When you hear the word rehab, or rehabilitation, you might think of a certain type of treatment for addicts and even criminals. You might think of a program administered by a state-run organization that you’re required to attend in order to have certain privileges in your life. Certainly, the word rehabilitation means to recover. It means to restore your life to a point prior to any mental or physical disease. Although state-run or publicly administered programs might feel like obligations and even burdens, the point of these programs is to facilitate healing and restoration.
However, if you were to pull that word close into yourself, if you were to really take ownership of that word, then you might discover what rehabilitation means to you. And it could be unique to you and your life. For instance, perhaps prior to any drinking or drug use, you recall your family life being at ease. There was little fighting and yelling. There was hardly any abuse, and perhaps there was some kindness exchanged from time to time. Perhaps then restoration or rehabilitation to you means kindness or positive relationships or appreciation of each other.
Another example might be the use of drugs and alcohol. Perhaps before your mother died, you didn’t have any need to turn to drugs or drinking. Aside from the small hang-ups here and there, your life felt fine. But when she passed away, the hurt inside was too great and drinking took away the pain. So, perhaps you drank for a few years in order to get through the pain of her loss. Perhaps then for you rehabilitation means ending the use of drugs and alcohol. Although your mother isn’t around anymore, recovery might mean finding a healthy way to live your life as though she were still in your heart. For you, rehabilitation might mean restoring your relationship to yourself and to your deceased mother.
You might see that rehabilitation doesn’t have to be defined from an external source. Sure, those programs provide structure and organization to give you something to hold onto in the beginning. For instance, at the start of your recovery, you might not know the first steps to take in order to get sober. Although it might seem obvious to some – it means stop drinking or using drugs – period. But for others, the idea of ending their substance use might create great anxiety. Therefore, having a firm structure and daily schedules for sober activities can facilitate healing in a way that you can’t do on your own.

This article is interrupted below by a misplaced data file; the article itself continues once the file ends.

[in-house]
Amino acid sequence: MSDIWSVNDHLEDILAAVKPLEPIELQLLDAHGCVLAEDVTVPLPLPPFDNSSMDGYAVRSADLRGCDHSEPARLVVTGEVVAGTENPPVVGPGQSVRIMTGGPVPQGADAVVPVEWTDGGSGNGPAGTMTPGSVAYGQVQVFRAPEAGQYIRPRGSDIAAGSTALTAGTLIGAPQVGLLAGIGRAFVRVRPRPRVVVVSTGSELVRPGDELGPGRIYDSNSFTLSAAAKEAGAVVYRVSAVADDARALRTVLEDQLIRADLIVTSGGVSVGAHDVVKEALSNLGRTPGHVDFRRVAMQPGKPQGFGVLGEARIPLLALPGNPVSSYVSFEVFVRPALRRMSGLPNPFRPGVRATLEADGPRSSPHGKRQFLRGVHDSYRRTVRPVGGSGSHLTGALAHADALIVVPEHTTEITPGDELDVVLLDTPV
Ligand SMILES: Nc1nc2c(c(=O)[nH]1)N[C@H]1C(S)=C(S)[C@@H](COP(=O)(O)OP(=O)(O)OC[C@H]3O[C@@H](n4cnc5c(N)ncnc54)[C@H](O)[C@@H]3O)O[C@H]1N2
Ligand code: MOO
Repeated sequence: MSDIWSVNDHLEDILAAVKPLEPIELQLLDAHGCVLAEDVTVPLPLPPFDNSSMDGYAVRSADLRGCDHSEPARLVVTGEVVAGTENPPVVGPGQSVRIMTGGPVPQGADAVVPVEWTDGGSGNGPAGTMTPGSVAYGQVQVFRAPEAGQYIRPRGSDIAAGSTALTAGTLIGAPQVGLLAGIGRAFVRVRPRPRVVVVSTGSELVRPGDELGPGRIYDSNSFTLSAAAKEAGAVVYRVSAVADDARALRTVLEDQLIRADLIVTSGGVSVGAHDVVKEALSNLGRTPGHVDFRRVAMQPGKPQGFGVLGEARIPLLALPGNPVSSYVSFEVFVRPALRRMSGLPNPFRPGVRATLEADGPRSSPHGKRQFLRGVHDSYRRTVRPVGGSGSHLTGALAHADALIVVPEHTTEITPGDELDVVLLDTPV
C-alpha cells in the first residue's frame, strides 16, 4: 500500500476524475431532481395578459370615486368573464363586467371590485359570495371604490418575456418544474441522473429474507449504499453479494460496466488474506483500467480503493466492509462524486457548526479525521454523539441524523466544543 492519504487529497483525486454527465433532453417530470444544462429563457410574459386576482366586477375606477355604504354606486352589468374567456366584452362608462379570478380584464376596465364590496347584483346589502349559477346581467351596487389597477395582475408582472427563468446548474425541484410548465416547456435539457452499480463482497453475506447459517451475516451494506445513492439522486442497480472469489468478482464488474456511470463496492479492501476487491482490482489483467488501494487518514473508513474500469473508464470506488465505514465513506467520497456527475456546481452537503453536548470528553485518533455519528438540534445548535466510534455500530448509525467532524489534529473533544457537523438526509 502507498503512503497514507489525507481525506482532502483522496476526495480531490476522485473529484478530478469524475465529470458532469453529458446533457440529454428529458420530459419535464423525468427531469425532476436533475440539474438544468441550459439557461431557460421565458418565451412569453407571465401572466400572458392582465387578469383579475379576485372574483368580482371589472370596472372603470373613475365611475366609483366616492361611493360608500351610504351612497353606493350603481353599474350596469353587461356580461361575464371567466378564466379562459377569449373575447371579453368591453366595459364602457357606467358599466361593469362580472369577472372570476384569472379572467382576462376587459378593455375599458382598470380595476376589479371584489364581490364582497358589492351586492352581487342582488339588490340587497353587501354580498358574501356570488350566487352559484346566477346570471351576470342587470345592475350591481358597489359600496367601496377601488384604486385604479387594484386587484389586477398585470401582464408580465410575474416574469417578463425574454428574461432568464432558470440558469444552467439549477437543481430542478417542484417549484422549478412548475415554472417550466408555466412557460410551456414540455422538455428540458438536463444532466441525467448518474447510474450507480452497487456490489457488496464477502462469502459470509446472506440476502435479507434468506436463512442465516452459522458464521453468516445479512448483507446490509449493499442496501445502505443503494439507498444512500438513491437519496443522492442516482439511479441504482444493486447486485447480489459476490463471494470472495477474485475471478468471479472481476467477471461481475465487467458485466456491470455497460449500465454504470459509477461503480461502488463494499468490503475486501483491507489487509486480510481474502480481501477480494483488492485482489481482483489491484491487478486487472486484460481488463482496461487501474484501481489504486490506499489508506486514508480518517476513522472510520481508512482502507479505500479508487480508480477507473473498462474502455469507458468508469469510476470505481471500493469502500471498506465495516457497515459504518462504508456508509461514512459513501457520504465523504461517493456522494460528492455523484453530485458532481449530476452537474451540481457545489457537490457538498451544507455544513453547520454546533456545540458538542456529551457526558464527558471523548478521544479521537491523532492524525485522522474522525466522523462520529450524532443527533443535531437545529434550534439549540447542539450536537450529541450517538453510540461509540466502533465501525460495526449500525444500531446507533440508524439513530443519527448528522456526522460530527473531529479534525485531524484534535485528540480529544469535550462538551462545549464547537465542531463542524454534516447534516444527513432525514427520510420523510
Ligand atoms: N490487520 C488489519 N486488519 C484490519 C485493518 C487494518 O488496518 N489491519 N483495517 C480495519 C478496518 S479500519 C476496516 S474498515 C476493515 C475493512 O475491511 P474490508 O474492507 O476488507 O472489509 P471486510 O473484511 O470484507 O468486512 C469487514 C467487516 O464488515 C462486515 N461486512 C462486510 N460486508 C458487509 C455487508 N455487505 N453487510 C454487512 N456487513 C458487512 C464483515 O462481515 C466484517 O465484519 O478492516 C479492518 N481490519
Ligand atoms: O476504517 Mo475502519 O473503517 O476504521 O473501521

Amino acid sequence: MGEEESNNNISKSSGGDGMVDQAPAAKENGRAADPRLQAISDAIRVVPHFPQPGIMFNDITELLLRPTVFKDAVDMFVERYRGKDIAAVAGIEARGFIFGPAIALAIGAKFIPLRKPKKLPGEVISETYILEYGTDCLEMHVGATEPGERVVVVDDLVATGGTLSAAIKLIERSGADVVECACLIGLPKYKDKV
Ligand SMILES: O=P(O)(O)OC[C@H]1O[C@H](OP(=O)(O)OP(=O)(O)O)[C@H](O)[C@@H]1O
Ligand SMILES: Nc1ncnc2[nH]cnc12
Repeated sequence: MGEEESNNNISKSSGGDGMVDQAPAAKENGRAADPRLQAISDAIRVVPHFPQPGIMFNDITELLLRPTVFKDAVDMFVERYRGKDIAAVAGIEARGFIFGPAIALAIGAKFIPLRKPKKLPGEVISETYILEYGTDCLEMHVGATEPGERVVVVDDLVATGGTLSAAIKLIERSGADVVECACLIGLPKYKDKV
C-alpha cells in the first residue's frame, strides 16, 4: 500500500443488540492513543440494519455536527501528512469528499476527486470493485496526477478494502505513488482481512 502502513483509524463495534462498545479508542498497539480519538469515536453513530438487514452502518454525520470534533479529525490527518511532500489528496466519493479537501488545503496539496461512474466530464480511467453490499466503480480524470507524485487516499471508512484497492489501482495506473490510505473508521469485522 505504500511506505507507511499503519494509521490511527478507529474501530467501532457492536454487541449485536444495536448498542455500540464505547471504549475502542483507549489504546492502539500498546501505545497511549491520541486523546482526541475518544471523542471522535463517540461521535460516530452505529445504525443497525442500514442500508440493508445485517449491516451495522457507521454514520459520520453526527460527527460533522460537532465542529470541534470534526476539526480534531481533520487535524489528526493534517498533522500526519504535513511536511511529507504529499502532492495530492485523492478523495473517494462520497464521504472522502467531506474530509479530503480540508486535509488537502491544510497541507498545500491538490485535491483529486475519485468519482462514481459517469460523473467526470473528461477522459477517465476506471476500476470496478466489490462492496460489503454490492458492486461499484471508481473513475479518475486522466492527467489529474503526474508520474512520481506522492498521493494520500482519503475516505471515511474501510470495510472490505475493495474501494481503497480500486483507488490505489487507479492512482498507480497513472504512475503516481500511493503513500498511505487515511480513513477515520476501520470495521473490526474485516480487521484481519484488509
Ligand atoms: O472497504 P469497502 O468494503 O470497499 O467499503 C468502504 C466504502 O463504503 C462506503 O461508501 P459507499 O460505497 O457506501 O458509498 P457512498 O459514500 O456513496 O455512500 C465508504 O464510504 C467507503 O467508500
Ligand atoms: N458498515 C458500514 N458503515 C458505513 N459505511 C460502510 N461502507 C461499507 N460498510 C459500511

However, even though those programs provide the external structures and schedules, rehabilitation must be defined for yourself. You might move through a treatment program, for example, but if you haven’t defined recovery for yourself, then you might reach the end of a treatment program and still wonder how you’re going to feel better about your life.
When you give your recovery meaning, you significantly add to it. Below is a list of reasons that others have used to give them the motivation and drive to recover. These reasons put meaning into their daily choices and behaviors.
- To stop the pain.
- To not worry about hurting others around me.
- To finally rid myself of all the bruises.
- To feel safe in public places.
- For my teachers and instructors who believed in me.
- So that people can get to know who I really am.
- To come out of hiding.
- So that I no longer feel like I am living a double life.
- Because life has so many beautiful moments in between the bad ones.
- To feel as though I’ve finally accomplished something.
- I don’t want to ruin my second chance at life.
- Because I am starting to love myself.
- It’s my turn to take control.
- I want to make my own choices in life.
- I want to maintain positive relationships with those I love.
- I want to be okay with who I am.
- I want to earn the trust of other people again.
- I want to believe that I am not a failure.
- I want to stop hurting myself.
- I want to live a happy life.
These reasons for recovery were adapted from the site www.100reasonstorecover.com. There you can find many more reasons to inspire you to rehabilitate. Find what’s meaningful for you!
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